Unity: A present imperative: We live in a world of humanity divided along the lines of caste, creed, culture, class, and nationality. Despite our best efforts for harmony and peaceful co-existence, enmity or hostility among human beings is on the rise. The world today is still waiting for a Messiah who can function as the agent of peace and unity. Who will, if not the Church, fit into this slot that is vacant?  How will the people of this world know God’s love, if that love is not manifested among His chosen people?

Concern for ‘justice’ and ‘peace’ is central to our quest for meaningful existence.  It will be wrong and delusive to propose ‘justice’ and peace’ as goals to be sought apart from a shared life in Christ. Can a fragmented and divided church encounter the challenges raised by poverty, oppression, and other forms of injustice?

The socio-political context of our world also raises some challenges to the movement for unity. In a political atmosphere where the minorities live with fear and perhaps under threat, how can the Body of Christ, take up the cause and stand for basic human rights without the essential unity within the body itself?  How can we perform Christian witness without realising and recognising the other parts of the same body?  Without humility and mutual acceptance among Christians how are we going to show the path of humility and self-sacrifice in a trying situation like ours?

Unity: A practical goal: Is the ‘unity of the church’ a practical vision? The history of the church in India would nod affirmatively. Can we move further ahead of our mere cooperation, mutual acceptance and probably admiration? Is visible unity a practical and possible goal?

The formation of The Church of South India in 1947 and the Church of North India in 1970 tells us that the differences among us are not hindrances to unity. Major ecclesiological questions between those who believed in Episcopacy and those who had Presbyterian system, doctrinal differences between those who practiced infant baptism and others who practiced adult baptism – all these did not stand on the way of God’s spirit uniting the churches together. The participating churches knew very well that eventually the traditions of the individual denominations would be lost in the emerging tradition of the united entity.  The spirit of sacrifice, mutual respect and acceptance was at work in the formation of these two mainline churches in India.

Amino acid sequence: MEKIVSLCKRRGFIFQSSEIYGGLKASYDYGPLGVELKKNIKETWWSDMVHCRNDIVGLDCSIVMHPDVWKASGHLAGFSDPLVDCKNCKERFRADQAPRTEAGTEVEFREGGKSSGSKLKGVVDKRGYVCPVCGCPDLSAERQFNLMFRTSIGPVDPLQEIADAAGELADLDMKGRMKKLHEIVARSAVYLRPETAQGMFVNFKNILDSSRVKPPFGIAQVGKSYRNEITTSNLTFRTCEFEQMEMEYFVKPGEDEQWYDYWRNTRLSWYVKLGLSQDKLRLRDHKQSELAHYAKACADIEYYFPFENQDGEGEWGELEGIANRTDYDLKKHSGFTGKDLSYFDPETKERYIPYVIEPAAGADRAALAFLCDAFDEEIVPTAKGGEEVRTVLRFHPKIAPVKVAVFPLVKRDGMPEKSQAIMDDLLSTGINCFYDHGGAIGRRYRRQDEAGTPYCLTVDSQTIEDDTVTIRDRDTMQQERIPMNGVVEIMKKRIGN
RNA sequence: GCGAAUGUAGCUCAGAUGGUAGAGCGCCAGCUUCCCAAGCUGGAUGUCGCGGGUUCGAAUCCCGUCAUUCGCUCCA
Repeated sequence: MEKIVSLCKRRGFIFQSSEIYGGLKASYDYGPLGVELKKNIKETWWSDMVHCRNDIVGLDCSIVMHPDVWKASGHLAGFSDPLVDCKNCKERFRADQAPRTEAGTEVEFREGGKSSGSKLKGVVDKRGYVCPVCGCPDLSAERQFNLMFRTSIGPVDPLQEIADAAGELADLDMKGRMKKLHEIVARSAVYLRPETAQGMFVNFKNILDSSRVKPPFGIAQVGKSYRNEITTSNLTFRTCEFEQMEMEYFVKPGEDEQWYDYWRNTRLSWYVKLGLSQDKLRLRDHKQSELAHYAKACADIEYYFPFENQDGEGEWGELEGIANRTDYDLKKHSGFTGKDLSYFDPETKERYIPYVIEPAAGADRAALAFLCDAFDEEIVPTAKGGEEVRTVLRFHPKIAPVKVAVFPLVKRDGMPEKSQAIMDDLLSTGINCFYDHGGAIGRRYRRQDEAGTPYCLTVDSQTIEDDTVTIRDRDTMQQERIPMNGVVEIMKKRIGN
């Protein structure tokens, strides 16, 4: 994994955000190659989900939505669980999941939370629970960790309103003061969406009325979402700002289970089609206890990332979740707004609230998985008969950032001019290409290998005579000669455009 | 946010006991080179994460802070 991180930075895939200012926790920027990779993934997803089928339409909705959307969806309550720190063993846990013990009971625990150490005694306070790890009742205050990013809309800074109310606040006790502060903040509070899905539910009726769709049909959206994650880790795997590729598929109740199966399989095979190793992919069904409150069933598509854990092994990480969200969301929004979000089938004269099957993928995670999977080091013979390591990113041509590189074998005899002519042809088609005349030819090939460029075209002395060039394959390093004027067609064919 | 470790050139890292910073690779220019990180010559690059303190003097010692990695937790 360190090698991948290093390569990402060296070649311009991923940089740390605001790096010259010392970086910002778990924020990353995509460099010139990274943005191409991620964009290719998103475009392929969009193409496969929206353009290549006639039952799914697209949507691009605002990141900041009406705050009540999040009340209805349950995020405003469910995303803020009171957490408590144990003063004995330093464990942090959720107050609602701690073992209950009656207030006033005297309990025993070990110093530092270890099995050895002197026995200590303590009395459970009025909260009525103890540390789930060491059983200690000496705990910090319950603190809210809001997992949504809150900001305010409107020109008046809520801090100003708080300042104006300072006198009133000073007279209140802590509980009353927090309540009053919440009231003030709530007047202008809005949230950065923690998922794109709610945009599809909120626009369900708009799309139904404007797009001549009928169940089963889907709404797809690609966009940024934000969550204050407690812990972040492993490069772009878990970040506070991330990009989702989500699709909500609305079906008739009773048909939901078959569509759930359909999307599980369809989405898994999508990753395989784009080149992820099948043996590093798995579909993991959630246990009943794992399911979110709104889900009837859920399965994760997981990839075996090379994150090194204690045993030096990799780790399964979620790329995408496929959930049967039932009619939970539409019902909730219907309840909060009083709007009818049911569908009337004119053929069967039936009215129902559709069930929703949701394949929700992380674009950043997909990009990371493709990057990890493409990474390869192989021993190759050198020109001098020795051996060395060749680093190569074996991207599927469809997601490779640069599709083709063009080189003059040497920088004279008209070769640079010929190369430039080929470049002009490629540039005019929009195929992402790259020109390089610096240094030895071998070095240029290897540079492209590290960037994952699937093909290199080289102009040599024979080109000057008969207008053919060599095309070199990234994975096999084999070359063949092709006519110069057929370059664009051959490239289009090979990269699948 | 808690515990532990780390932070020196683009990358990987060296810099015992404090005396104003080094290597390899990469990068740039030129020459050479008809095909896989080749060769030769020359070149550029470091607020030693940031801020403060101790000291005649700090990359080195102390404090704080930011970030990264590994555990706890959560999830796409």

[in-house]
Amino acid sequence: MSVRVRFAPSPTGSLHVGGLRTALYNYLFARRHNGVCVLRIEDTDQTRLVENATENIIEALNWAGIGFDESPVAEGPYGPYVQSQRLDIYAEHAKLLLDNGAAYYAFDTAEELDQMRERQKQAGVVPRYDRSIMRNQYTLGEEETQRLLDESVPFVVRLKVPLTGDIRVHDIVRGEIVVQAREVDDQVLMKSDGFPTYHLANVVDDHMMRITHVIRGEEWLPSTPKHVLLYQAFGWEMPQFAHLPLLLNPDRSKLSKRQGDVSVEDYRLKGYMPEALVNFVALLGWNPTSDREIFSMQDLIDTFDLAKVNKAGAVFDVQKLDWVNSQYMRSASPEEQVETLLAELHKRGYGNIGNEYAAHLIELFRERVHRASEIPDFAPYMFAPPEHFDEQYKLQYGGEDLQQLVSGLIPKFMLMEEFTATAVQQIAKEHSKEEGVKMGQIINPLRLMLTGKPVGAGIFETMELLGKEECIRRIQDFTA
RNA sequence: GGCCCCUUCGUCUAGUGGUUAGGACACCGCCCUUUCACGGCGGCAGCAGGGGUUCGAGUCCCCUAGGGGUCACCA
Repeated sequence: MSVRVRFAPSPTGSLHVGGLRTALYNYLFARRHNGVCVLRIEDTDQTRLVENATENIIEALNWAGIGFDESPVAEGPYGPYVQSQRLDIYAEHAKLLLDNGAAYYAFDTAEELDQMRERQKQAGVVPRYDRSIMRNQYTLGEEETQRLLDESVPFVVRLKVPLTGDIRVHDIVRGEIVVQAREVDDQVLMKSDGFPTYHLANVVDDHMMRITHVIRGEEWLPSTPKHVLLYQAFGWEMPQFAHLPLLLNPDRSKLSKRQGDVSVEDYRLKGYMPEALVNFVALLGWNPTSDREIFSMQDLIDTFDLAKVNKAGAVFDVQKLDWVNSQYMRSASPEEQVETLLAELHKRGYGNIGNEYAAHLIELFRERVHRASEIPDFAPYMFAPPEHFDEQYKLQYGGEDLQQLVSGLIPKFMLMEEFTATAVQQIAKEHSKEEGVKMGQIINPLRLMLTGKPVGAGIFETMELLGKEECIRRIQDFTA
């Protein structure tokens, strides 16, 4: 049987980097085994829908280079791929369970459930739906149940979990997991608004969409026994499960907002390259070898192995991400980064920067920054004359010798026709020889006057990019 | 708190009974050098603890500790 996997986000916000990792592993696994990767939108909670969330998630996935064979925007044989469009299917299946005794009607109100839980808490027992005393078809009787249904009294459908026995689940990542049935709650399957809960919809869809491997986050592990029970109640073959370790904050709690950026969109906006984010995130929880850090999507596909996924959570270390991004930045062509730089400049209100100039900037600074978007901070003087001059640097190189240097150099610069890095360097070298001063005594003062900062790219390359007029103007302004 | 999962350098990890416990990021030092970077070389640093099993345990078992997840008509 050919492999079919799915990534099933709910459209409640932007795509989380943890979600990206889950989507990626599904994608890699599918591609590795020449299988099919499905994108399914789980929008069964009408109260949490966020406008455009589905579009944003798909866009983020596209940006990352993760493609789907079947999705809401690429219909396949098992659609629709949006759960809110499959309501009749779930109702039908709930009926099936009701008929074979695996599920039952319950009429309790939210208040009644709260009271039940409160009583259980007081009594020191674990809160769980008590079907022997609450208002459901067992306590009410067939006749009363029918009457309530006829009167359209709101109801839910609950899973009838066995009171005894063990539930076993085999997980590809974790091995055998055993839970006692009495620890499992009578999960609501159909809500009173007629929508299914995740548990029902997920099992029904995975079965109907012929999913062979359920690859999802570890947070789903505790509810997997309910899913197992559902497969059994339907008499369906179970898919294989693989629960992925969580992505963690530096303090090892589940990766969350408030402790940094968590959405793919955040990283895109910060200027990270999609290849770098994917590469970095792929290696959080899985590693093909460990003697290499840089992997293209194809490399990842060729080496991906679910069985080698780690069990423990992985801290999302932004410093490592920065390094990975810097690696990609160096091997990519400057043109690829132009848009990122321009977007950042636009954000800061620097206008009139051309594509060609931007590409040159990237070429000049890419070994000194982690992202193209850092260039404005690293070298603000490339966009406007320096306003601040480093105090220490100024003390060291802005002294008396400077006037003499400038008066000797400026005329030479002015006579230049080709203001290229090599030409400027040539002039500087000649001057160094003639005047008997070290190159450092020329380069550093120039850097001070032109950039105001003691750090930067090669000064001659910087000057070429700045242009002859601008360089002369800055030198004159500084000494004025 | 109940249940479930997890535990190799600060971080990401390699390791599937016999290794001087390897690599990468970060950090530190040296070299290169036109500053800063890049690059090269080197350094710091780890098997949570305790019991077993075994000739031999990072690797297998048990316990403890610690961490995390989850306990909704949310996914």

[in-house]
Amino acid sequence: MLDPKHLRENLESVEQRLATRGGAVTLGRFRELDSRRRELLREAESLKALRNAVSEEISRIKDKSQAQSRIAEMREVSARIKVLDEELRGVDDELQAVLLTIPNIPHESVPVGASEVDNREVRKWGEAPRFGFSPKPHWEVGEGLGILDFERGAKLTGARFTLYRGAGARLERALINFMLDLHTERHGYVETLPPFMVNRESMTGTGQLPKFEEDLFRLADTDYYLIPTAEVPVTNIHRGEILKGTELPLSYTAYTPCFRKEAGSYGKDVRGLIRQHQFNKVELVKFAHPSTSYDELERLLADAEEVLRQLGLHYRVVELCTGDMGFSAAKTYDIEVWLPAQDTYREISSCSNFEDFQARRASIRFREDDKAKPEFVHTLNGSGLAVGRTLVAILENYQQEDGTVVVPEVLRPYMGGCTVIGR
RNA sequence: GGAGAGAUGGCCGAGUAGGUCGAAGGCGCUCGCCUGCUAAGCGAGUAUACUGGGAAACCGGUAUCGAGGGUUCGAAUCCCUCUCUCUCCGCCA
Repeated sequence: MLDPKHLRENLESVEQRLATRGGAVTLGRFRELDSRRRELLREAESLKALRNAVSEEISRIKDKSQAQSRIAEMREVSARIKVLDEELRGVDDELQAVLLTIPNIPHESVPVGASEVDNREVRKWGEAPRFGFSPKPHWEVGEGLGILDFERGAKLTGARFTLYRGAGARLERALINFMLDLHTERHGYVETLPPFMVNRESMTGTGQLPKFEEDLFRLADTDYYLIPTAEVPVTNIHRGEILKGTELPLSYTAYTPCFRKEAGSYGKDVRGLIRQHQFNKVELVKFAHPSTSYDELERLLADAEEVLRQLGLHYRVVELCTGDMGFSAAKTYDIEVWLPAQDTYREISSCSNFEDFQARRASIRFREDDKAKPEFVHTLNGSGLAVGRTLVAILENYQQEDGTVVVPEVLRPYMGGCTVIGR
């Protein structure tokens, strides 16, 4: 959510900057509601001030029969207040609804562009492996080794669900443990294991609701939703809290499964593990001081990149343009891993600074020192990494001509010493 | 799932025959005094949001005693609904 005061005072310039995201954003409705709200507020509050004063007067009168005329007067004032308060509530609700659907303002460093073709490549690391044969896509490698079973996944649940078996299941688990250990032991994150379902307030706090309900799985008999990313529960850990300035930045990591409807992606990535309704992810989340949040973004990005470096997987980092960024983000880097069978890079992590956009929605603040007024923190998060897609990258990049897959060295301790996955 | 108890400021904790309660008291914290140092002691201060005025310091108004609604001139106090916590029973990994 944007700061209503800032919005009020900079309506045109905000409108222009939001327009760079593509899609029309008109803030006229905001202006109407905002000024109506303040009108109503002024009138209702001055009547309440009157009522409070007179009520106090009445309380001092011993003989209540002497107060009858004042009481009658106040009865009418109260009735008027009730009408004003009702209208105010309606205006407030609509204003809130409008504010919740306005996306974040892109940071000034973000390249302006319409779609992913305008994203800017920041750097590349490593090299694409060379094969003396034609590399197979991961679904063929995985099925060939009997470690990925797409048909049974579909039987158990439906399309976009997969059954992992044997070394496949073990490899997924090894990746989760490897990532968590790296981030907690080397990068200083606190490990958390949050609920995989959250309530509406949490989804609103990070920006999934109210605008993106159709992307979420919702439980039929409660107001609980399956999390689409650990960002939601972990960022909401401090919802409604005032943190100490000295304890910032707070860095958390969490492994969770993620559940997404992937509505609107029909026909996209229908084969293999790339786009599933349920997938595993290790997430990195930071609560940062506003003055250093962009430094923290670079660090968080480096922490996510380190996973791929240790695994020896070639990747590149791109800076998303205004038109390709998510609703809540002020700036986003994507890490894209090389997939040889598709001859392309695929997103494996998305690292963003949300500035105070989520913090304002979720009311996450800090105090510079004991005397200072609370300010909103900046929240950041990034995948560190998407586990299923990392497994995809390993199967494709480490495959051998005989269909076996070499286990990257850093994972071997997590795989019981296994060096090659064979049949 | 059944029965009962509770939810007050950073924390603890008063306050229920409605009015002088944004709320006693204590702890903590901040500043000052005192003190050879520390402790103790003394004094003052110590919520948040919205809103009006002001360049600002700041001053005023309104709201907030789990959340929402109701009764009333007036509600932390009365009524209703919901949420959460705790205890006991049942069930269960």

We need to learn from this experience. Even here, in the Diocese of Liverpool where I am struck by the remarkably high level of unity and strong collaborative spirit, we still need to learn from this. For we have strong issues where our deep convictions and passion can threaten our unity. The Living in Love and Faith conversation is nowhere near concluded and the hurt this creates is clear. In Liverpool, we have a risk of creating division through the Fit for Mission debates.

In both we risk reducing complicated matters into entrenched yes or no positions. We have a danger of creating our red lines and standing full square behind them. I don’t want you to misunderstand me. There is nothing wrong about being clear about what you want or expect but it is unhelpful if they become unbreachable fortresses.

Our diocesan fit for mission conversation is and should be just that. We need to be discerning together God’s will for our lives. We need to recognise the oneness envisaged in the biblical text. We are all part of God’s kingdom, and the church of God has many parts, and we must learn to work together to achieve that. This can sometimes mean sacrificing part of our corner of the world. It should certainly mean the generous support of the other.

The same applies to the conversation we are having about our finances. This is a three-way relationship between parish and deanery, our diocese, and the national church. We are all united in trying to resolve the problem, yet we might see the problem through different lenses. That could tear us apart, yet we must look to what unites us as we work towards a common goal.

We can go a long way to achieve this through building good relationships. I believe this diocese is good at that. I have seen many examples of great relationship between different people in this diocese. But to do this takes work. One of my predecessors, Bishop James, used to talk about walking in the shoes of the other so that we may gain a different perspective from our own. I also believe we need to understand each other’s language, to get a sense of what others mean and intent through truly listening to the language they use. By doing that we can work through our differences towards a greater unity.

We have come to a point of time where we need to express our affirmation of unity in bodily form. To strengthen the communion of the saints, which envisions our visible witness in practicing the unity.  This venturing is always challenging and transforming. It is a Biblical vision, and a necessity of our time and this goal is practical. Let us venture on in faith.